State lawmakers alarmed in probe of $3.5B accounting error
Throughout several hours of sworn testimony before lawmakers tasked with investigating a $3.5 billion accounting error, South Carolina's chief fiscal watchdog struggled to delineate a clear timeline about an admittedly complex mapping problem that plagued the office for at least a decade.
The chair of the Senate Finance subcommittee probing the issue said he lost confidence Thursday in South Carolina Comptroller General Richard Eckstrom's ability to accurately answer questions about the state's overstated cash balance, first publicly shared Feb. 9.
"I noted many contradictions throughout today's testimony," Republican Sen. Larry Grooms said. "A $3.5 billion error is no small error. And to treat it as such does a disservice to the people of our state who have to have confidence in their elected officials."
Grooms expressed concern that the office failed its primary duty of producing an accurate annual financial report from at least 2017 to 2022 under Eckstrom, who was reelected this fall to the position he has now held for two decades.
A $12 million coding error in 2007 got compounded by a shift beginning in 2011 from one accounting system to another, Eckstrom said. The reporting confusion then led to a double counting of state cash transferred to colleges and universities. By 2017, the sum of overstated funds had grown to $1.3 billion. That number has nearly tripled in the following years as South Carolina sent more and more money to higher education.
Eckstrom emphasized that the state's financial position remains strong. He said the reporting omissions did not impact South Carolina's actual available cash or the General Assembly's budgeting process.
While budget writers do not rely on the comptroller general's Annual Comprehensive Financial Report, bond rating agencies do consult it. Eckstrom said the state's "tremendously high" cash balances and diverse economy "reflect an ability to weather terrible downturns" that should instill confidence in bond rating agencies.
Subcommittee members weren't convinced. Democratic Sen. Thomas McElveen expressed concern that the error may impact the state's credit score going forward.
"Our cash position has been misrepresented," McElveen said. "Creditors, bond holders don't like things like that."
Lawmakers seeking to pin down when the office knew of the reporting error and its scope left Thursday's meeting with many questions. While an outside auditor had informed the office of reporting issues in 2017, according to Eckstrom, he thought the matter had been resolved; its full sweep did not become clear until last year.
That's when Katherine Kip — an accountant who joined the comptroller general's office three years ago after five years with the state treasurer's office — solved the problem. Eckstrom testified Thursday that he first learned the problem had persisted in the "early summer" of 2022 but did not know the error amounted to $3.5 billion until "very late" into the year. By the end of October, he said at one point, the comptroller general's office had finished its initial review.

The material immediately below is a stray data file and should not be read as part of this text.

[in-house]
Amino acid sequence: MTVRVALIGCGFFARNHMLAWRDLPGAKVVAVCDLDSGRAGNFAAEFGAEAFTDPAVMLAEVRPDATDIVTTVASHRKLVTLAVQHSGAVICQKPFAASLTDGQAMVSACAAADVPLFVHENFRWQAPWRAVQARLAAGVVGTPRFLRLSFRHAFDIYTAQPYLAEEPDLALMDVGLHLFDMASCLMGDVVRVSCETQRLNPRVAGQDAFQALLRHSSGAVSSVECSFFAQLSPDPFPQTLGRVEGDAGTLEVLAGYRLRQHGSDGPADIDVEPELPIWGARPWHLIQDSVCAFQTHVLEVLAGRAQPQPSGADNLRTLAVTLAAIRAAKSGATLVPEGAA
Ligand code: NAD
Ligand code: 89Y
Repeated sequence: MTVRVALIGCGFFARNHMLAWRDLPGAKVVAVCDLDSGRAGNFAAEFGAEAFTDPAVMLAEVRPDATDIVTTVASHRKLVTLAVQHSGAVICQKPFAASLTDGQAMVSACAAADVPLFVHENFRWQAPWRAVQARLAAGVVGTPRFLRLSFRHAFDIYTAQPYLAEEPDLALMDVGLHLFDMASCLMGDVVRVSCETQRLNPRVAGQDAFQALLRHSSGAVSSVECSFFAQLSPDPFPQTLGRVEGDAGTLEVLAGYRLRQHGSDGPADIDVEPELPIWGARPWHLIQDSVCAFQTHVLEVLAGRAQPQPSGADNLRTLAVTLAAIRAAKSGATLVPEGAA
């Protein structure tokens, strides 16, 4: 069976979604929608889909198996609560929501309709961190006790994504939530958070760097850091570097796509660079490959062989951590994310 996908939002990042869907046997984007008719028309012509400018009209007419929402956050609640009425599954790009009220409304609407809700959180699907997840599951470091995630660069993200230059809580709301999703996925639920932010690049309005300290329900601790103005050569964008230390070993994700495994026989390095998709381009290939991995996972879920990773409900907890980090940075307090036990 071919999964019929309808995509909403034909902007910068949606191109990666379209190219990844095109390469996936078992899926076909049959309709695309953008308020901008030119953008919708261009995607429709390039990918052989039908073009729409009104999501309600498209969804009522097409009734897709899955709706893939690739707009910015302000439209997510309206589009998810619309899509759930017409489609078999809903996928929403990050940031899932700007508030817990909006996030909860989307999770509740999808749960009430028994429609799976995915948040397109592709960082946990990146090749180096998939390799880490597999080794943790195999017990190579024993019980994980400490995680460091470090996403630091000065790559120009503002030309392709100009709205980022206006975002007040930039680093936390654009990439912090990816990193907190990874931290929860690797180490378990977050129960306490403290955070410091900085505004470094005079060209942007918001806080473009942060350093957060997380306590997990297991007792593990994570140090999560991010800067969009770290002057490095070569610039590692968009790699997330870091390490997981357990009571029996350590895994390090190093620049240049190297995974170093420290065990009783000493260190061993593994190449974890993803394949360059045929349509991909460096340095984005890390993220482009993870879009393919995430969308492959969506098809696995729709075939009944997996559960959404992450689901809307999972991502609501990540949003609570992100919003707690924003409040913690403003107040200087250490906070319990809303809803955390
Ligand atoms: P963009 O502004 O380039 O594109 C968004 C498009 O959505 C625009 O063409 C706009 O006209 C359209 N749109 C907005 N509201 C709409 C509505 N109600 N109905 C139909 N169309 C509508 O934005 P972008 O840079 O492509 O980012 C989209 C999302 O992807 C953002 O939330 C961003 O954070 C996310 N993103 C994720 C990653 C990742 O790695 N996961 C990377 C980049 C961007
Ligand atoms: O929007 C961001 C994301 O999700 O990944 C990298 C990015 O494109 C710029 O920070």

Kip testified Thursday that she finished unearthing the blunder in the first week of November. Later that month, she said, another round of outside auditors had finished reviewing her account. On Dec. 7, 2022, Eckstrom said he shared the details with two members of the governor's staff.
Lawmakers questioned why Eckstrom waited to inform any outside officials of the error. Eckstrom said his office did not want to share details until the very thorough Kip had finished confirming the extent of the omission.
McElveen said the General Assembly should have known sooner. To him, nothing about the process had been transparent.
"It's just funny to me," McElveen said. "We had a primary election. We had a general election. They had this knowledge and didn't tell anybody."
Sitting beside her boss, Kip emphasized that Eckstrom had been "very open to getting to the bottom of this." When Republican Sen. Stephen Goldfinch asked Kip who owned the blame, she faulted information silos arising from the natural structure of state agencies.
Goldfinch disagreed. Silos, he said, come from the top.
"Inefficient bureaucracies don't just come from the natural tendencies of agencies. They come from leadership failures," Goldfinch said. "That's the bottom line. They come from leadership failures. Now I'm not saying this is a leadership failure from the (comptroller general). But somewhere, somehow, the buck stops."
The panel will continue its investigation next Thursday at another meeting.
This story has been updated to correct the final quote. The word should be "natural," not "national."
James Pollard is a corps member for the Associated Press/Report for America Statehouse News Initiative. Report for America is a nonprofit national service program that places journalists in local newsrooms to report on undercovered issues.